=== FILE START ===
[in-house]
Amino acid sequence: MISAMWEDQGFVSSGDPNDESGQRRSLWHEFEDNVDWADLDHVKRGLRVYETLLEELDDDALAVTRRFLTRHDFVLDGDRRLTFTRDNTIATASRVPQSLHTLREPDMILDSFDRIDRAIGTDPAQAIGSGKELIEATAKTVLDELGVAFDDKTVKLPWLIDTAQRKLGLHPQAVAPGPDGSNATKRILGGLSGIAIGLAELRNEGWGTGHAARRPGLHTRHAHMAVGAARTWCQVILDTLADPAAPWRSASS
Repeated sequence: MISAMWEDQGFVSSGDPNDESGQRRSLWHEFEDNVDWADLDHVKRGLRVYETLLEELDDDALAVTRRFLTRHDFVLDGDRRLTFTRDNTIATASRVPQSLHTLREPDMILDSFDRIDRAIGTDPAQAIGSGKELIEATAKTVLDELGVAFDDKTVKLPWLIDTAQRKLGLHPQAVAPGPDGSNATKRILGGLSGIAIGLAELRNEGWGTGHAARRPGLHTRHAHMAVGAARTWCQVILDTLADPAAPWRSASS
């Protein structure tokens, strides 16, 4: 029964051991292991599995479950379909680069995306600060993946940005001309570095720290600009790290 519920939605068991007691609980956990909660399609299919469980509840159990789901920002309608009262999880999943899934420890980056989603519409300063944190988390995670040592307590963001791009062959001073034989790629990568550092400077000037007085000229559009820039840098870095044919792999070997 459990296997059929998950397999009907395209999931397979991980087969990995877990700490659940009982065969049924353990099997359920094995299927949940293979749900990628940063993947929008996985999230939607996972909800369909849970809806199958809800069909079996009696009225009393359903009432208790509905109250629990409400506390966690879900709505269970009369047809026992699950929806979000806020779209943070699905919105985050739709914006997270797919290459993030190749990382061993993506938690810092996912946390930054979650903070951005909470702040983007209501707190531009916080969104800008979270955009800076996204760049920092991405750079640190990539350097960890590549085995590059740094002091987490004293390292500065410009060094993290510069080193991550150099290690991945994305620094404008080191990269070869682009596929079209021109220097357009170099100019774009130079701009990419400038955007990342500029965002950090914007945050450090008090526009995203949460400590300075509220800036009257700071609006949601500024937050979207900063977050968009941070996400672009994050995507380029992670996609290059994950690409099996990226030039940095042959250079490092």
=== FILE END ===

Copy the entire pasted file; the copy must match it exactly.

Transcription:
[in-house]
Amino acid sequence: MISAMWEDQGFVSSGDPNDESGQRRSLWHEFEDNVDWADLDHVKRGLRVYETLLEELDDDALAVTRRFLTRHDFVLDGDRRLTFTRDNTIATASRVPQSLHTLREPDMILDSFDRIDRAIGTDPAQAIGSGKELIEATAKTVLDELGVAFDDKTVKLPWLIDTAQRKLGLHPQAVAPGPDGSNATKRILGGLSGIAIGLAELRNEGWGTGHAARRPGLHTRHAHMAVGAARTWCQVILDTLADPAAPWRSASS
Repeated sequence: MISAMWEDQGFVSSGDPNDESGQRRSLWHEFEDNVDWADLDHVKRGLRVYETLLEELDDDALAVTRRFLTRHDFVLDGDRRLTFTRDNTIATASRVPQSLHTLREPDMILDSFDRIDRAIGTDPAQAIGSGKELIEATAKTVLDELGVAFDDKTVKLPWLIDTAQRKLGLHPQAVAPGPDGSNATKRILGGLSGIAIGLAELRNEGWGTGHAARRPGLHTRHAHMAVGAARTWCQVILDTLADPAAPWRSASS
């Protein structure tokens, strides 16, 4: 029964051991292991599995479950379909680069995306600060993946940005001309570095720290600009790290 519920939605068991007691609980956990909660399609299919469980509840159990789901920002309608009262999880999943899934420890980056989603519409300063944190988390995670040592307590963001791009062959001073034989790629990568550092400077000037007085000229559009820039840098870095044919792999070997 459990296997059929998950397999009907395209999931397979991980087969990995877990700490659940009982065969049924353990099997359920094995299927949940293979749900990628940063993947929008996985999230939607996972909800369909849970809806199958809800069909079996009696009225009393359903009432208790509905109250629990409400506390966690879900709505269970009369047809026992699950929806979000806020779209943070699905919105985050739709914006997270797919290459993030190749990382061993993506938690810092996912946390930054979650903070951005909470702040983007209501707190531009916080969104800008979270955009800076996204760049920092991405750079640190990539350097960890590549085995590059740094002091987490004293390292500065410009060094993290510069080193991550150099290690991945994305620094404008080191990269070869682009596929079209021109220097357009170099100019774009130079701009990419400038955007990342500029965002950090914007945050450090008090526009995203949460400590300075509220800036009257700071609006949601500024937050979207900063977050968009941070996400672009994050995507380029992670996609290059994950690409099996990226030039940095042959250079490092």